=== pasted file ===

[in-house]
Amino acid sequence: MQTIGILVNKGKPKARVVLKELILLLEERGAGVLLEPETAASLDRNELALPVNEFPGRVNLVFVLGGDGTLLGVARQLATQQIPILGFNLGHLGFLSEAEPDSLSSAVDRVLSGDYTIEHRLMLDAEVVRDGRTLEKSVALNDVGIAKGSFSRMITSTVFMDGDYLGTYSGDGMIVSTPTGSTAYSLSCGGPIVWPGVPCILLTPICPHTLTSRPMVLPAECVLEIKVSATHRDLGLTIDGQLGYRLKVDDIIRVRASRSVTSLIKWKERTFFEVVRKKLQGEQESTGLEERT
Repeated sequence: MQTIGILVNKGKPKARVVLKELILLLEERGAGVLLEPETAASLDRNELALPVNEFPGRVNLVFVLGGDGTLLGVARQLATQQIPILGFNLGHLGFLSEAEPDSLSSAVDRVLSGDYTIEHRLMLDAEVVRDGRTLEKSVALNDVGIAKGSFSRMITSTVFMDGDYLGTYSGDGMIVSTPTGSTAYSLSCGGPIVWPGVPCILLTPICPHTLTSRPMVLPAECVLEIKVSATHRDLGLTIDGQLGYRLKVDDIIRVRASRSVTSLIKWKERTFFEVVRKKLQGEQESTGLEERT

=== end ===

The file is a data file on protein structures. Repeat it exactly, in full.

[in-house]
Amino acid sequence: MQTIGILVNKGKPKARVVLKELILLLEERGAGVLLEPETAASLDRNELALPVNEFPGRVNLVFVLGGDGTLLGVARQLATQQIPILGFNLGHLGFLSEAEPDSLSSAVDRVLSGDYTIEHRLMLDAEVVRDGRTLEKSVALNDVGIAKGSFSRMITSTVFMDGDYLGTYSGDGMIVSTPTGSTAYSLSCGGPIVWPGVPCILLTPICPHTLTSRPMVLPAECVLEIKVSATHRDLGLTIDGQLGYRLKVDDIIRVRASRSVTSLIKWKERTFFEVVRKKLQGEQESTGLEERT
Repeated sequence: MQTIGILVNKGKPKARVVLKELILLLEERGAGVLLEPETAASLDRNELALPVNEFPGRVNLVFVLGGDGTLLGVARQLATQQIPILGFNLGHLGFLSEAEPDSLSSAVDRVLSGDYTIEHRLMLDAEVVRDGRTLEKSVALNDVGIAKGSFSRMITSTVFMDGDYLGTYSGDGMIVSTPTGSTAYSLSCGGPIVWPGVPCILLTPICPHTLTSRPMVLPAECVLEIKVSATHRDLGLTIDGQLGYRLKVDDIIRVRASRSVTSLIKWKERTFFEVVRKKLQGEQESTGLEERT